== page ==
Medication errors are common in diabetics. The habit of missing a dose can put your blood sugar control in jeopardy, subsequently adding to your risk of diabetic complications. On the other hand, taking an extra dose may cause your blood sugar to fall too low. Most people with type 2 diabetes do not understand how important it is to stick to their medication regimen. Statistics show that at least 50% of people with diabetes fail to achieve ideal blood sugar levels, and one of the major reasons behind this is found to be poor compliance with medications.
Let’s explore the common medication mistakes and how to avoid them.
1. Not taking your medications on time.
Forgetting to take your diabetes medications on time or as pescribed by your doctor can cause abrupt blood sugar spikes. Your diabetic pill may be a timed release, which dissolves slowly into your blood but will maintain your blood sugar levels only for a certain amount of time. So, if you forget to take your medicine on time, your blood sugar may rise. Likewise, if you take your dose earlier than the recommended time, your blood sugar levels may drop too low.
Solution:Stick to your medication timetable. If forgetfulness is a concern, you can set reminders such an alarm on your smartphone or a “pill reminder” app that enables you to enter and track your medicine’s list, their dosage, and timings. Another tip is to tie in the timing of your medication dose with a daily chore. For instance, if the timing for your medicine is before breakfast, you can keep your medicine on the breakfast table. This will help you remember to take the medicine on time.
If you miss a dose, ask your doctor if you should take it as soon as you remember, or take the next dose as scheduled. If it’s just about time for the next dose, it’s wise not to take the missed dose as this can double up the side effects.
2. Having a complacent attitude
It’s a natural thing to become complacent with your meds as soon as you start feeling better. Seeing that your blood sugar readings have been stable for days may cause you to wrongly assume that diabetes has been cured. As a result, you stop taking the meds, which raises your blood sugar levels.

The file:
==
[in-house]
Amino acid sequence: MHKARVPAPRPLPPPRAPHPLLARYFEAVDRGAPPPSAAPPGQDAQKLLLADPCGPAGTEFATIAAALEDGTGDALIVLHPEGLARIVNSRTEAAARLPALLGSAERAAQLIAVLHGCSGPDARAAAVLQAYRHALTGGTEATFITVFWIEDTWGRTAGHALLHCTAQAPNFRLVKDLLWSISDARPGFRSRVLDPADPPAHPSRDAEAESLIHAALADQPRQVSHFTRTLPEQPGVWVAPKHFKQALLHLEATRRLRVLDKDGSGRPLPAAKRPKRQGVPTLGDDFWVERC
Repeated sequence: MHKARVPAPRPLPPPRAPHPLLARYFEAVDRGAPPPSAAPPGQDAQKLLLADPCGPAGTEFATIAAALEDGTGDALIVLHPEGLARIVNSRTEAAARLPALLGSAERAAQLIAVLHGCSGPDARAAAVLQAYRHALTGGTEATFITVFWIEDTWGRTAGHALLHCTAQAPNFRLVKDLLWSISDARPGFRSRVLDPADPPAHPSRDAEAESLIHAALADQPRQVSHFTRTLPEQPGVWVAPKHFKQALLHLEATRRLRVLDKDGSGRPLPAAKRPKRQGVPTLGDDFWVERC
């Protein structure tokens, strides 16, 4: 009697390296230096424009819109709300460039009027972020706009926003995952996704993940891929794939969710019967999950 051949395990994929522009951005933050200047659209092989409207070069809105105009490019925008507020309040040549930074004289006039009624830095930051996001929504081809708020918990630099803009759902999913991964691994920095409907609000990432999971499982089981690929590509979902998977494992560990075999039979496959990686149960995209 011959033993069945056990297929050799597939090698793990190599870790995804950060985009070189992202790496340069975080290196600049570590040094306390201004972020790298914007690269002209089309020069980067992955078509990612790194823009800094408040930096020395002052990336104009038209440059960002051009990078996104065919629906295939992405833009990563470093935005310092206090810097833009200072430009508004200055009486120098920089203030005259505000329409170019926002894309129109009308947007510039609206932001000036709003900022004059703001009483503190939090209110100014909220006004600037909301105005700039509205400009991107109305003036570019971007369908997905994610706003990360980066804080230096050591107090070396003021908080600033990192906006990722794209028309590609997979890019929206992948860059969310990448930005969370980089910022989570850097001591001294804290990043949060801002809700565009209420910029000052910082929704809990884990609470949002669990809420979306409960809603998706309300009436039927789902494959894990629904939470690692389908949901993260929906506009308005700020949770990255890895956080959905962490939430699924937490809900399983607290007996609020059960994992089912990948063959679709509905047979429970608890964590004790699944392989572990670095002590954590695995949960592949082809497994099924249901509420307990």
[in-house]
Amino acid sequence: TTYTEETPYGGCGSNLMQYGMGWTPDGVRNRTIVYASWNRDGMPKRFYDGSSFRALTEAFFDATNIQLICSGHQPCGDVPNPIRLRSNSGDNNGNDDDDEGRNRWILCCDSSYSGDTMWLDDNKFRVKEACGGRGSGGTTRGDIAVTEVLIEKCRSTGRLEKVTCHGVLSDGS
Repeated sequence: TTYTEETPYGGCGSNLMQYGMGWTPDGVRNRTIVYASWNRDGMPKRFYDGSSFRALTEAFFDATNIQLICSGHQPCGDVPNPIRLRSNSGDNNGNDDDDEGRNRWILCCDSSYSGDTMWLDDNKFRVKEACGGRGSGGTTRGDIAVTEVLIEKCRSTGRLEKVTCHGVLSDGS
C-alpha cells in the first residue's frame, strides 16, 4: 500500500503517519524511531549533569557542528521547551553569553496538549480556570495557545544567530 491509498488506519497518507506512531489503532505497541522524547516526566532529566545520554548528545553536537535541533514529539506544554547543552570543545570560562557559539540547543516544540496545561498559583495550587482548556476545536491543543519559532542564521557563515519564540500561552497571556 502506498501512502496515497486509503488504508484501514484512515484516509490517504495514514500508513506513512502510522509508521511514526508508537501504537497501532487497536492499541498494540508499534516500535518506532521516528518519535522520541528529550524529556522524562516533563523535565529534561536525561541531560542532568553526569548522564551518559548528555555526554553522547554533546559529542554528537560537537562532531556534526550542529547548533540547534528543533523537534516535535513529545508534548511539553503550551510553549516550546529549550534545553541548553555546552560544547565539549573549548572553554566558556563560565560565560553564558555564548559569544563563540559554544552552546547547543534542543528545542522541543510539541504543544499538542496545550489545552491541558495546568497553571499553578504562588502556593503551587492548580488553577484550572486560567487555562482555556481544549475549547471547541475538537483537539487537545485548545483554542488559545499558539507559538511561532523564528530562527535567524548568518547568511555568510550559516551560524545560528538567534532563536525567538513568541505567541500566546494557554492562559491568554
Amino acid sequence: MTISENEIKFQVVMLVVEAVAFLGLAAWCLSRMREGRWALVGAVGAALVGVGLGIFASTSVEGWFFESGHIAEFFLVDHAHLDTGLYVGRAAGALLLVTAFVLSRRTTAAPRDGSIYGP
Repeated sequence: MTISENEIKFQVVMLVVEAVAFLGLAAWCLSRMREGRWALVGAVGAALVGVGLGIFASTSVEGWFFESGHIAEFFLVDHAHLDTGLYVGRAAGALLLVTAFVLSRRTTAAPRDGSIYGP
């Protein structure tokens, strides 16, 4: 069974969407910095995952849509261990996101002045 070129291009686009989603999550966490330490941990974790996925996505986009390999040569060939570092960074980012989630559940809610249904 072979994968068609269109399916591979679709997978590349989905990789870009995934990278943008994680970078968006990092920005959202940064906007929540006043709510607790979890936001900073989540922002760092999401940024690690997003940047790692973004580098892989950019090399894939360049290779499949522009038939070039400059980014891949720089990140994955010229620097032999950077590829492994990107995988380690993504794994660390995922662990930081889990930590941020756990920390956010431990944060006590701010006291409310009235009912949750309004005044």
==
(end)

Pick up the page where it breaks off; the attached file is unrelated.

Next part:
Solution: Don’t quit taking your diabetes medications unless advised by your doctor. Know that diabetes is a life-long disease and once started, you’ll have to take the medicines for life.
3. Stopping your meds due to unpleasant side effects
Another mistake made my most diabetics is quitting their meds after experiencing unpleasant side effects. These side effects include but are not limited to nausea, vomiting, weight gain, and a frequent, excessive drop in the blood sugar levels.
Solution: Don’t quit over side effects. Instead, discuss the side effects with your doctor. There are several medication options for diabetes. Your doctor may be able to switch your current medication to a different one with fewer side effects.
4. Mixing up your medications
The dosing regimens of your diabetes meds may be pretty complex. In the beginning, your doctor will put you on one type of medication. However, with the passage of time, you’ll likely need more than one prescription to control the high blood sugar values and related symptoms.
You may also be taking medicines for high blood pressure and cholesterol levels — conditions that often co-exist with diabetes. With such a complex regimen, it’s not unusual to confuse a blood pressure pill with a diabetes pill. Mixing up can be a double whammy as you’ll not only skip your routine dose but the extra (and wrong) medication dose is taken will also add up to the risk of serious side effects.
Similarly, you may be given two different types of insulin to tackle your blood sugars. Each distinct type has a different onset of action (i.e., it will start working after a set time). For example, short-acting insulin is formulated to bring down your blood sugar faster than the long-acting types and is given before or after meals. It is not designed to be taken at bedtime. However, you may mistakenly grab and inject the short-acting insulin vial (in place of the long-acting) close to your bedtime, causing your blood sugar to drop too low.
Solution: Consider using a pill organizer, which has separate compartments to put the pills for each day and time (morning versus evening). Carefully mark the pillbox as to what type of pill is inside each compartment.
If you have any questions about your medications or simply need to update your reminder time, send a quick message to your Care Team Member for some quick guidance and support.